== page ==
Participatory digital media – negative
- your ideas can be appropriated
- everyone can get online and ‘present’ themselves as professional
- Here comes everybody!
Companies are using and embracing new marketing techniques and opportunities that use interactive digital media devices. These companies are now advertising on the internet rather than on TV. One example of this is a recent Ikea advert.
Another example of this is the Old Spice adverts. This advert made sales increase by 168% after it was shown. This video was then recreated by people which in turn started to increase the brands identity even more. This was a failing brand but due to these adverts it has risen back up and become popular again.
We also looked at crowd sourcing this is when you gain work, ideas and content for projects from a group of people that you may not know already. Normally this takes place online. These are ways for people to participate in projects in a different way than face to face and with different people to normal. One example of this is Eric Whiteacre’s virtual choir, where he sent out sheet music for the participants to sing and then chose the voices he wanted and linked them all together.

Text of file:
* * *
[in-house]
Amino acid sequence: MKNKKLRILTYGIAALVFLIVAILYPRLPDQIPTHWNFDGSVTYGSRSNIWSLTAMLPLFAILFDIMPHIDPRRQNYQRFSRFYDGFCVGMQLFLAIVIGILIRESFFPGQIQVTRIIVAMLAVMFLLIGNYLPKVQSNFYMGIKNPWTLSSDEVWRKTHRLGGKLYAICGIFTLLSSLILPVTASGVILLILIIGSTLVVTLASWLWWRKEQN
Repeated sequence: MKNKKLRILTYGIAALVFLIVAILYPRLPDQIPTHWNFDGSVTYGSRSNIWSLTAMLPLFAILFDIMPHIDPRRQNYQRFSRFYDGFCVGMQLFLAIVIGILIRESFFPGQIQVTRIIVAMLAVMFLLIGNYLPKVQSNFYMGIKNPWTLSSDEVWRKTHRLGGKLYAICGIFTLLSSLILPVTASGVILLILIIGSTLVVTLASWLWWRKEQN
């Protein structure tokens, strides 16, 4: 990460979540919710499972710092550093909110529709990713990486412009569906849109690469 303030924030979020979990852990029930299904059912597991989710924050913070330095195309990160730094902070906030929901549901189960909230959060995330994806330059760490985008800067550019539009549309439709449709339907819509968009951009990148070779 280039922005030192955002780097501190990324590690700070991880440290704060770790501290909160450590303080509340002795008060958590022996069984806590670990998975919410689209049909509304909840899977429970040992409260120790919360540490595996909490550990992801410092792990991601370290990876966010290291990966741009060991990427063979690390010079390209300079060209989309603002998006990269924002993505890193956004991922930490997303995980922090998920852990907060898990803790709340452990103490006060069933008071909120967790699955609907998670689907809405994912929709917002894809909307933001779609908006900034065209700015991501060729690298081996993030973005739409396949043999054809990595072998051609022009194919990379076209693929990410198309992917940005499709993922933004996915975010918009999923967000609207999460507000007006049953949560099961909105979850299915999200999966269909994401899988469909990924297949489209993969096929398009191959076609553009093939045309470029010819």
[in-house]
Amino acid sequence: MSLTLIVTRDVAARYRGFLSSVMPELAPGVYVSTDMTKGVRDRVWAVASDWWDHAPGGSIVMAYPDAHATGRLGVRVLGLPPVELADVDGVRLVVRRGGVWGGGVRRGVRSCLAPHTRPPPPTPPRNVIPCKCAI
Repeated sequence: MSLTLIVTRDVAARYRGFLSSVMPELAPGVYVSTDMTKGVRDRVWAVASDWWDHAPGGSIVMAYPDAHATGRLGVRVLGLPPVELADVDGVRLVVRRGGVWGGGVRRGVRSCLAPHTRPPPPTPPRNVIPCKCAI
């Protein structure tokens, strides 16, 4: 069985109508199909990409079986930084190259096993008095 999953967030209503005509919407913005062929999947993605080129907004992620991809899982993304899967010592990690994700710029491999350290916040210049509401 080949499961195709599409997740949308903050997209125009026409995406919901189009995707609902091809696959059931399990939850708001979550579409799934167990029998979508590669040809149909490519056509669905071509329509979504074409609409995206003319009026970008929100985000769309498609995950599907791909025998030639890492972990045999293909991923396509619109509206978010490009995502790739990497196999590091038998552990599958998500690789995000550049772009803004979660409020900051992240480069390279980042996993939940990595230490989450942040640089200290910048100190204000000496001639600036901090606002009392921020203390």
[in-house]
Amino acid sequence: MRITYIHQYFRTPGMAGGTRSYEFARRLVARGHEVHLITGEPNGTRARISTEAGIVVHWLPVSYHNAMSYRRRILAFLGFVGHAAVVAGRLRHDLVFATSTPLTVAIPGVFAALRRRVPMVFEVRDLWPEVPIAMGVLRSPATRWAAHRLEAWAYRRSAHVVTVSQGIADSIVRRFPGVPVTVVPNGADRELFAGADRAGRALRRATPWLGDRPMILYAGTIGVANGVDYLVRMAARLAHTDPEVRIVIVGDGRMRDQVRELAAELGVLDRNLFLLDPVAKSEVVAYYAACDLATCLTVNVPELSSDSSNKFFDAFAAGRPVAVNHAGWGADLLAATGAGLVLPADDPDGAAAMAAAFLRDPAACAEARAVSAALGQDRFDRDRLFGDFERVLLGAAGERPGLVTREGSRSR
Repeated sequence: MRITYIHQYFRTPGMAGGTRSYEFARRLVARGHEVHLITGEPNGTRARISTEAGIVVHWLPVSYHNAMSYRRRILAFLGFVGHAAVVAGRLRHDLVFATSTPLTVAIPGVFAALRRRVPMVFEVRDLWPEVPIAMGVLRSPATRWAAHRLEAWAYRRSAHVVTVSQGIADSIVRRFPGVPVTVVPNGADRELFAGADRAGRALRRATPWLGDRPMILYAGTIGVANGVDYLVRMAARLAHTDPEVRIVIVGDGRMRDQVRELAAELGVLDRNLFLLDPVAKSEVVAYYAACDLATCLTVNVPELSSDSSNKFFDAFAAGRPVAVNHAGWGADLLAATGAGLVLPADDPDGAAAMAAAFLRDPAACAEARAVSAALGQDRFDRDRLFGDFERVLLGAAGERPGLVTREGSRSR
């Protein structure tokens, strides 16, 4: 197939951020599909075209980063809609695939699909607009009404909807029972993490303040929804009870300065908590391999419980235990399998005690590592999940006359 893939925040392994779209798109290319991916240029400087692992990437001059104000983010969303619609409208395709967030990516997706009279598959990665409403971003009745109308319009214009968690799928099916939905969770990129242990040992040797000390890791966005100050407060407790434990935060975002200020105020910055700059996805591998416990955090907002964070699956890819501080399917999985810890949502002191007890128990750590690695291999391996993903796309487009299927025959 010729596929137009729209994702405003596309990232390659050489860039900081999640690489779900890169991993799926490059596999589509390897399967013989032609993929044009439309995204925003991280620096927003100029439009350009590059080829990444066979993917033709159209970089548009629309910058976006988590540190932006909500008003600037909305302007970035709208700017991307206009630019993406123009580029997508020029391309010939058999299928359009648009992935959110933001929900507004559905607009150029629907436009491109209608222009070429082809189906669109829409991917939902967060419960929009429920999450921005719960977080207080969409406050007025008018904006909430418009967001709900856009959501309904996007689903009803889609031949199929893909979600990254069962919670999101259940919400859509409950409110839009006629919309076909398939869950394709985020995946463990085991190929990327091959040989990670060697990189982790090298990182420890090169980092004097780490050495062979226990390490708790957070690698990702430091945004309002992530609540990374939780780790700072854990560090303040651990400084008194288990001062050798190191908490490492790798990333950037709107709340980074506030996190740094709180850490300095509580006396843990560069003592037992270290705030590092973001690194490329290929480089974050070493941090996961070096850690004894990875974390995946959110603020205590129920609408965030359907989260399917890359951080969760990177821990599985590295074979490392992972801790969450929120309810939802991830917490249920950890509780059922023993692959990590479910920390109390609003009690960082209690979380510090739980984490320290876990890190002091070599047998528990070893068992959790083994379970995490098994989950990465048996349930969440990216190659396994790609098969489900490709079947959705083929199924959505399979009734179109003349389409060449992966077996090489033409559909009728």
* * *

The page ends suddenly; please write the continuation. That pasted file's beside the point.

Another example is the Johnny Cash Project which allows people to colour in and draw frames for a video of ‘Ain’t No Grave’.
From this lecture I have thought about the ideas of everyone being involved through the use of interactive digital media and how it is constantly changing not only for us as artist but for everyone who wishes to be involved. This lecture has made me question what it is going to mean in future to everyone and whether we will have a choice to be included or whether we will be forced to be involved.
During this lecture we discussed virtual reality and how and why it has been used. We discussed how the idea of virtual changes based on the time the person lives in for example some people thought this short motion picture by the Lumiéré brothers called Arrival of a Train made people leave the cinema because they thought that the train was going to come out of the screen and in to the audience. Whereas now this sounds ridiculous to us because we live in a world that virtual reality is a natural occurrence.
Here are some examples of different artists that use virtual reality now.
This is a photographer called Liu Bolin and this work is from a series called The Invisible Man. For this work he paints himself to blend in with the environment he is in so it is difficult to see where he is in the photograph. This is like virtual reality but in the real world.